Revenue or sales: The sales or revenue section is the first section of the income statement that provides information about the summary of the gross sales and income the company makes from selling goods and providing services for a particular period. How the company computes the sales or revenue depends on whether or not the company implements cash or accrual accounting and how the organization classifies revenue. There are two types of revenue when it comes to businesses; operating and non-operating revenue. Operating sales refer to the acquired revenue by performing primary tasks and activities like producing goods and delivering services. Non-operating revenue refers to gained revenue from executing non-core business activities like the installation, maintenance, and operation of systems.Cost of goods sold: The cost of goods sold (COGS) section refers to the total cost to produce the products and services that a company sells to its consumers. If the company provides services to its clients and customers, another term used is the cost of sales. COGS only inclusive of direct expenses, including raw materials, labor, and shipping costs. The COGS also contains an allocation for other expenses that are subject to depreciation. Gross profit: Gross profit is the amount that results from subtracting the total COGS from the revenue. The gross profit section determines whether a business is profitable after considering the direct costs before it subtracts the indirect costs or overhead costs. The gross profit is a rough estimation of the business efficiency.Marketing, advertising, and promotion expenses: This section of the income statement covers the expenses related to selling goods or performing services. Marketing events, advertising plans, and promotional expenses are in a group since they cover similar expenses that relate to sales.General expenses: General expenses are also known as operating expenses. This section includes rental fees, bank and ATM expenses, equipment costs, merchant fees, and other expenses that the business incurs to keep daily operations running smoothly. Expenses are in this section individually or in bundles, depending on their similarities into a broad and more general category which is the selling, general, and administrative expenses (SG&A). If there are unrelated expenses to the core business activities, these are non-operating expenses.Operating earnings: The operating earnings section represents the company revenue from regular business operations. It is the profit that the company receives before any deduction on the non-operating income, non-operating expenses, taxes, and interests from the revenue. Accounting teams also call operating earnings operating income, revenue, or earnings before interest and taxes (EBIT).Interest expenses: If the business owes money from a bank loan or any other entity, it must return the money through monthly payments with interest. The interest expenses section refers to the total expenses in interest payments that the company incurs to its creditors for the period that the income statement covers. It is common for companies to separate the interest expense and interest income to differentiate and reconcile EBIT and earnings before tax (EBT). A debt schedule usually determines the interest expenses of a company.Earnings before income taxes: The earnings before income taxes are also known as the pre-tax income. The computation for the EBT results from subtracting the interest expenses from the operating expenses. It is the final subtotal before getting the amount of the net income.Income taxes: The income taxes section contains the amount of relevant taxes charged against the pre-tax income. The total tax expenses in the income statement can include the current and future taxes of the company.Net profit: Net profit is also known as net income, net sales, or net earnings. The net profit section contains the figure from calculating the difference between the pre-tax income and income taxes. The amount in the net profit section reflects the amount that flows into the retained earnings on the balance sheet after all the necessary deductions.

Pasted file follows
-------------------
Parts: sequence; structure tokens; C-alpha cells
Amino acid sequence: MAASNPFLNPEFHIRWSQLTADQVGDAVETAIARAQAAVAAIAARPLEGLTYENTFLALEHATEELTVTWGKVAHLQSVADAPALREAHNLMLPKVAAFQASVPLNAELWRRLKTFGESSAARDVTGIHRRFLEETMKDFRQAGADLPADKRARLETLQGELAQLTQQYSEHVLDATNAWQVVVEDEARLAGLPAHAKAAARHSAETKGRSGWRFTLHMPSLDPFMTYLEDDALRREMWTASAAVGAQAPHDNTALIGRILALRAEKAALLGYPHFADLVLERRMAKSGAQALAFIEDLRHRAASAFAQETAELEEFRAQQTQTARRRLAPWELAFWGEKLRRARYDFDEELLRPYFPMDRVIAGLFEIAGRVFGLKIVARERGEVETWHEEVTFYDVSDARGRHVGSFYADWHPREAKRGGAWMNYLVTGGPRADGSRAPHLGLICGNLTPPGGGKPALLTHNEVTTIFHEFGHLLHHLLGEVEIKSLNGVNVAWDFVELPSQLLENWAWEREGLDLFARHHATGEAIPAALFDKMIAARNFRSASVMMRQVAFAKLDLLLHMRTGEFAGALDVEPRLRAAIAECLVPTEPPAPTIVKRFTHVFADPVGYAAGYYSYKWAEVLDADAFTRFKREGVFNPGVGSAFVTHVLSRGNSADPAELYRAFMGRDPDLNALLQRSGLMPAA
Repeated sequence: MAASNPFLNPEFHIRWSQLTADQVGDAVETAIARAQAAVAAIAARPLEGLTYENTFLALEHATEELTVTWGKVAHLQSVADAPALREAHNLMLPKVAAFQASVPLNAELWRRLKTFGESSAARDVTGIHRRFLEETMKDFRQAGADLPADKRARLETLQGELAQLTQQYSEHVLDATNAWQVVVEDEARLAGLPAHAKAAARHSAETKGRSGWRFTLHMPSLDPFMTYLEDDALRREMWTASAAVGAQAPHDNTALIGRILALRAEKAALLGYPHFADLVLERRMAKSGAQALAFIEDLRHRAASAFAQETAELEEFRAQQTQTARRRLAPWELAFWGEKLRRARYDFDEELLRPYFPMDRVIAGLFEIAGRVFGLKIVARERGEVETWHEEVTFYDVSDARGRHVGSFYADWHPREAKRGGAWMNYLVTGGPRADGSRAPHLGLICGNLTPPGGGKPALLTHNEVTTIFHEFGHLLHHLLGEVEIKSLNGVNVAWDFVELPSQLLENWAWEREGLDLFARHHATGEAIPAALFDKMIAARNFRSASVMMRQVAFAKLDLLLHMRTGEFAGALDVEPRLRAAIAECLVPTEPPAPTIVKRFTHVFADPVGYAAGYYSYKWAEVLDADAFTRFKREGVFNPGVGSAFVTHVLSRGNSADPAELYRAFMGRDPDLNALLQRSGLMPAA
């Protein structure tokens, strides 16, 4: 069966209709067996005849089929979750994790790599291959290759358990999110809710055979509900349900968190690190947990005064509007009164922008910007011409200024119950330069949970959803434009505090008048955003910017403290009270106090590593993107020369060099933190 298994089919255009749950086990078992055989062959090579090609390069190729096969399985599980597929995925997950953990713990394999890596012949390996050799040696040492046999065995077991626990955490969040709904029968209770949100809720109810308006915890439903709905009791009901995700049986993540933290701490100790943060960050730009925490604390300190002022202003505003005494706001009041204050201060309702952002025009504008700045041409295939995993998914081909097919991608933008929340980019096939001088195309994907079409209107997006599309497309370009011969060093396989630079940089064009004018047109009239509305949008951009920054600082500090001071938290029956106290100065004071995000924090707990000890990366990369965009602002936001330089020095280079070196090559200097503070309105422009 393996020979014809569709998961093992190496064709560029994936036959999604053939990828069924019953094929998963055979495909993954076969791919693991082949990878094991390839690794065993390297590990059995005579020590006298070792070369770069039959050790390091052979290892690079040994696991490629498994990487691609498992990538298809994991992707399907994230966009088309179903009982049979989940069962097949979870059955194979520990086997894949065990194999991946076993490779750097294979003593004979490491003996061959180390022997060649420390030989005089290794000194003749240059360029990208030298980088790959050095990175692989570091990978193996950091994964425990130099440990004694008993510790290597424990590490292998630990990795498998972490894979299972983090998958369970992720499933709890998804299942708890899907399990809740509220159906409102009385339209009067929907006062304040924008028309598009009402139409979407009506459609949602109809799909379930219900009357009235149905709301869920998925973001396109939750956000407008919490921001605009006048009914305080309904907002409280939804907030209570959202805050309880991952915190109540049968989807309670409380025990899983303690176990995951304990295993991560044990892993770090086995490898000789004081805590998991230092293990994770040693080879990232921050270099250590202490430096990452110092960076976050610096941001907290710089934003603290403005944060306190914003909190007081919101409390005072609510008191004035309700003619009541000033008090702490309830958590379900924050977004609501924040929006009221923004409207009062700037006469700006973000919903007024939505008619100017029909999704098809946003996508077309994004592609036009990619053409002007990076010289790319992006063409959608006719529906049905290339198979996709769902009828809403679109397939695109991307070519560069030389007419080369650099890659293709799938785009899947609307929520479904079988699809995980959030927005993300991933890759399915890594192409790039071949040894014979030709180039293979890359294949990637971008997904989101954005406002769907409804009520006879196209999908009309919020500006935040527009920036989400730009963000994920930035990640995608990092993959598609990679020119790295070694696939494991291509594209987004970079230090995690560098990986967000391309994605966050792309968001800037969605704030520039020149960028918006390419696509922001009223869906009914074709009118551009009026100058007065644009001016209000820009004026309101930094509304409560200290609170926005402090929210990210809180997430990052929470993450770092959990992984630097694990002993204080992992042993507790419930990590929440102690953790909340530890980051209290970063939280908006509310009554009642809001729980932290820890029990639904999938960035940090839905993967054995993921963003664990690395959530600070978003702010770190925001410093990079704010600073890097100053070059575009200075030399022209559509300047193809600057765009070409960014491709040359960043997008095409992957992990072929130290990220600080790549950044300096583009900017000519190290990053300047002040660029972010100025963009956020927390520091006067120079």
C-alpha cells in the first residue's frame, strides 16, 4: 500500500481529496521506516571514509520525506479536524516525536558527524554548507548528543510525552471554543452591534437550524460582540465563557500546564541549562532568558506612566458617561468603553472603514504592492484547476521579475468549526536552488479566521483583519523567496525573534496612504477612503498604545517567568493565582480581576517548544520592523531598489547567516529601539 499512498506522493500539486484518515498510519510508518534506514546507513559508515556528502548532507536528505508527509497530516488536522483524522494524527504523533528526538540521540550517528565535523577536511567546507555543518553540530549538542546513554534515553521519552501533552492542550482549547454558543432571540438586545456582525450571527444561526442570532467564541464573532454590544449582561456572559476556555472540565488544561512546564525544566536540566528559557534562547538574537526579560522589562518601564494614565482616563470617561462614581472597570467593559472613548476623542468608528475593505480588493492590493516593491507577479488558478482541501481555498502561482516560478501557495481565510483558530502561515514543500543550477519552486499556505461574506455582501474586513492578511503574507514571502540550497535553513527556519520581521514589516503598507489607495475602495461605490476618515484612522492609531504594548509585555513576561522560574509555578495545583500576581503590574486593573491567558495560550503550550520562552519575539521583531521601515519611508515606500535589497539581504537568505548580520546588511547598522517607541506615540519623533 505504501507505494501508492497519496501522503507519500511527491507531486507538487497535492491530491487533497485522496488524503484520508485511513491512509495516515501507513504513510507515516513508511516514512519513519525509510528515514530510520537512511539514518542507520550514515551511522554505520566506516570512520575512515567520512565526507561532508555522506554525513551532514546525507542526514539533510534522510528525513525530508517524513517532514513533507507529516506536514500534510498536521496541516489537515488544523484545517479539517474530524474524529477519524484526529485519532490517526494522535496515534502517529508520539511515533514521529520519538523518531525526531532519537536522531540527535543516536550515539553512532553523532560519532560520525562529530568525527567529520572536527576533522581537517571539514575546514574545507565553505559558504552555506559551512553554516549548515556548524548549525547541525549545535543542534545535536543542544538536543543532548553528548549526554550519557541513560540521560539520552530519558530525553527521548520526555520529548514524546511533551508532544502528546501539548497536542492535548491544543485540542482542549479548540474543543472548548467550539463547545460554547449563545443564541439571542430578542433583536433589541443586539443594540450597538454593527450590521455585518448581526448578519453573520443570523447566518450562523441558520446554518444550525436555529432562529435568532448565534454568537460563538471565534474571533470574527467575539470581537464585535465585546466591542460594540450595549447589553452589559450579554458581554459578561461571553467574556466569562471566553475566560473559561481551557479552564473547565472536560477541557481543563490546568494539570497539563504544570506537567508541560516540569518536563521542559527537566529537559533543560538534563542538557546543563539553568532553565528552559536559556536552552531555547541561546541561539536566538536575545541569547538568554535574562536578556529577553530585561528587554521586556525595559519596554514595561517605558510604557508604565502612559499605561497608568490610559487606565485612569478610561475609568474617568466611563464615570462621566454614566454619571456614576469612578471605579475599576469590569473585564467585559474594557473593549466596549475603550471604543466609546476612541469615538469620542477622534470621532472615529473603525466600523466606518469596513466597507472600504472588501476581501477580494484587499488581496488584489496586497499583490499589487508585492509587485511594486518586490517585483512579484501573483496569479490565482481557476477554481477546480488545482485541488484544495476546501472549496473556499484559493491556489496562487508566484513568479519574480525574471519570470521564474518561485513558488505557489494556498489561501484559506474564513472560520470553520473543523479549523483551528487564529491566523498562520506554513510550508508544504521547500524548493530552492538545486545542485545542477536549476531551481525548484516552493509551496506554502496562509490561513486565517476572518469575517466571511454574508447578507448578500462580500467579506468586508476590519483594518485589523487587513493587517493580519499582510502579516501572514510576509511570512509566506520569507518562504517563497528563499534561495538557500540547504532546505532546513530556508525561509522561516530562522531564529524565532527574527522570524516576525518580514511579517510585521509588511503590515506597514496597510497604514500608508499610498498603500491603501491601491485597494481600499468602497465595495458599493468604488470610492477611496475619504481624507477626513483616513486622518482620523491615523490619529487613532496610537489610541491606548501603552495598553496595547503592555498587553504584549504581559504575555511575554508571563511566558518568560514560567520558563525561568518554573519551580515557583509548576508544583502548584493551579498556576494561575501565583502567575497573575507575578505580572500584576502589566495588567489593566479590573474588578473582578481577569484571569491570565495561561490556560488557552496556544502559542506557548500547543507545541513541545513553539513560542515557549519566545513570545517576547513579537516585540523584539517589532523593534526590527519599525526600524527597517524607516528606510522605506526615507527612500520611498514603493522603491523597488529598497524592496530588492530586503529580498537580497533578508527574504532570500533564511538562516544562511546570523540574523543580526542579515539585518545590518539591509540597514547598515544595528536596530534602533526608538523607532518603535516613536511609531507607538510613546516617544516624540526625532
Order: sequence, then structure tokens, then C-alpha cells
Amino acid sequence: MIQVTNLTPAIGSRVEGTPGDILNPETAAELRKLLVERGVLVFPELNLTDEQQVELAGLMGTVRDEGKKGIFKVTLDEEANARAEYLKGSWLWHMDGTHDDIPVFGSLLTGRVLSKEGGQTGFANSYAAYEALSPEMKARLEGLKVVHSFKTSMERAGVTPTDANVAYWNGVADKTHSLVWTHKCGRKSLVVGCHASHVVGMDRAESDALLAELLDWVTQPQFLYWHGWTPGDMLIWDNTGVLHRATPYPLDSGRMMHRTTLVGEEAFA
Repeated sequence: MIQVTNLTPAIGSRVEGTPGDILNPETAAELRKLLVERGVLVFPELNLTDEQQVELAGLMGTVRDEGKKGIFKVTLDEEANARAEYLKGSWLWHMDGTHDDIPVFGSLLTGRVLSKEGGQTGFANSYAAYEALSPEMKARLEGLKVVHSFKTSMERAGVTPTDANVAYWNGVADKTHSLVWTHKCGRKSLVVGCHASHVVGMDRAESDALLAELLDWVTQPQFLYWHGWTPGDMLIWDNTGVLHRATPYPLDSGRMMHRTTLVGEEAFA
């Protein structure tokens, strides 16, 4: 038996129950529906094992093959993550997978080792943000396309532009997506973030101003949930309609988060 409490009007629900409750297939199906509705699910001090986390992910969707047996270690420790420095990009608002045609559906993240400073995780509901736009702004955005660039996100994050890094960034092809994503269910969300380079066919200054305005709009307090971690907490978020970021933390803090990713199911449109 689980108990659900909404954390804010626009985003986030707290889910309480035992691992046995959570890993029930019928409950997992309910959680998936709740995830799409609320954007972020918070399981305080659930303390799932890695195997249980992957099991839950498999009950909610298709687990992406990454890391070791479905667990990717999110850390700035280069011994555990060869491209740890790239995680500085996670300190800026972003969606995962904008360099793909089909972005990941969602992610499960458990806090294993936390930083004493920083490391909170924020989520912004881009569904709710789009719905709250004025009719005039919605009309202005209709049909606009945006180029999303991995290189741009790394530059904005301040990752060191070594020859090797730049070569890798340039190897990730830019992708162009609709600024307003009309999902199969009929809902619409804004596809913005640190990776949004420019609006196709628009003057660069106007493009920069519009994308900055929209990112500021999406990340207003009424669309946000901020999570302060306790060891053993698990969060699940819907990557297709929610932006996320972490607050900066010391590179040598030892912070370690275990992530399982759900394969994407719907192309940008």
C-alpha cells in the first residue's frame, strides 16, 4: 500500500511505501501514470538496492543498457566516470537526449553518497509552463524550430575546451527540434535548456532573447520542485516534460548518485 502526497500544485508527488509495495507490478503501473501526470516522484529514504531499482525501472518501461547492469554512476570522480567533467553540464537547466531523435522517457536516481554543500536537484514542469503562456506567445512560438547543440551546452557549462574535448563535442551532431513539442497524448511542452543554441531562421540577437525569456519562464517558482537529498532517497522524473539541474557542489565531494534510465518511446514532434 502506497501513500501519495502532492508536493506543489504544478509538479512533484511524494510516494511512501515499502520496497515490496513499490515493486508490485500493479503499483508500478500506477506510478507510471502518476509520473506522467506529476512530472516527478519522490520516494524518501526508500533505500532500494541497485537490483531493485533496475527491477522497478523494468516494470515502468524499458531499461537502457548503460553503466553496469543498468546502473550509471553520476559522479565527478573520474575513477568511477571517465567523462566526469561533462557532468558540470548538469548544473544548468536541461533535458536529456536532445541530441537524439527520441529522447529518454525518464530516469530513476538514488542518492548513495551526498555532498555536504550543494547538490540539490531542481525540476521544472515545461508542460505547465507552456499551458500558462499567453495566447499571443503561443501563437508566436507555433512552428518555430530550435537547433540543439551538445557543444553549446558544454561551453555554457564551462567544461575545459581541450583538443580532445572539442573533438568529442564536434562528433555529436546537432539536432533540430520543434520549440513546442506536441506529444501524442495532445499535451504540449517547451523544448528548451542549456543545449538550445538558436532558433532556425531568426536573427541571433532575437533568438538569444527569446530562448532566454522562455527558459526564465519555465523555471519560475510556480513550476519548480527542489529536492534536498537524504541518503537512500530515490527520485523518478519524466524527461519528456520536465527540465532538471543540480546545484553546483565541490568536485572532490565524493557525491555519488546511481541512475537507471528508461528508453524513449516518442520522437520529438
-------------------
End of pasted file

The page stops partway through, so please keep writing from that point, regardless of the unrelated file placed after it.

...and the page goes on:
How To Write a Comprehensive Income Statement